When choosing plants for our gardens we tend to focus on those that will provide us with outstanding flowers or amazing foliage. What we sometimes neglect to think about are the plants seed heads.
Many plants produce very attractive seed heads going into the late summer and early fall garden season. Some of us are neat freaks and get busy cutting down these plants as at this stage they may be perceived as finished for the season or even a tad messy. Many seed heads however offer beauty for the garden late into the season, not to mention the benefit they have for birds and other wildlife.
By not removing these seed heads you can extend the interest of your garden for several weeks. These seed heads are attractive not only on their own, but also complement your other fall flowering plants and leaf coloring plantings. Attractive seed heads are not only found in perennials but also annuals, vegetables and grains. Following is a collection of plants that offer pleasing seed heads, any of which you could add to your garden.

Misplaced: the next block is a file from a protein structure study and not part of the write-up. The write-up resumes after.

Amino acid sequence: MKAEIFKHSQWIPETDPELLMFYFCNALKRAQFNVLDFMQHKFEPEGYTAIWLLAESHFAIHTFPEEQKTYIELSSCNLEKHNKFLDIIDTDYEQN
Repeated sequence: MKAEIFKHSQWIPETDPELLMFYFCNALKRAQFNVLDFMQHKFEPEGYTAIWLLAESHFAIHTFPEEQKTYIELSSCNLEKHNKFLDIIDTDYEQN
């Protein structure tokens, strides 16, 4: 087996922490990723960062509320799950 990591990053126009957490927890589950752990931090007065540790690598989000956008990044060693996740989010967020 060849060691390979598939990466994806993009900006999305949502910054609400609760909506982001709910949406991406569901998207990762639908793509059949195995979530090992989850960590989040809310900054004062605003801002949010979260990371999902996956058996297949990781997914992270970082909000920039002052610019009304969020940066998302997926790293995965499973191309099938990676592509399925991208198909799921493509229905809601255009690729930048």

Nigella damascena or “Love-in-a mist” is an easy annual to grow from seed in early spring. It creates green puffy pods that age to light brown with a purple stripe.
Lunaria or “Money plant” is a biennial that in it’s second year produces round, flat, paper like seed pods. Once picked you can peel off the tan covering leaving you with a beautiful silvery white membrane.
Nicandra physalodes or “Shoo-fly plant” has lovely blue and white blossoms that age into paper like brown, lantern shaped husks.
Amaranthus or “Love lies bleeding” develops green, red or rusty orange plumes.
Eryngium or “Ivory thistle” form elongated seed heads circled with spiny bracts around the base of the seed head.
Rudbeckia or “Cone-flowers” of all types produce large, rounded or elongated seed heads. Scabious have round, attractive, spiky seed heads.
Echinops or “Globe thistle” is part of the thistle family. They produce beautiful round, steel-gray heads.
Solidago or “Goldenrod” produces spiky or plumelike seed head, making for great contrast in your beds.
Acanthus or “Bear’s breeches” create seedpods on strong, vertical stalks.
Alliums or “Ornamental onions” create large, splendid, starburst seed heads.
Physalis alkekengi or “Chinese lantern” produces showy, puff like orange pods. Watch this plant carefully as it can be quite invasive.
Zea mays or “Indian corn” is an ornamental corn with colorful seed cobs ripening in the fall.
Sorghum develops large, plume like seed heads in rusty gold and brown tones. Poppies, both annual and perennial types have gorgeous, bulb shaped seed heads on long strong stems.
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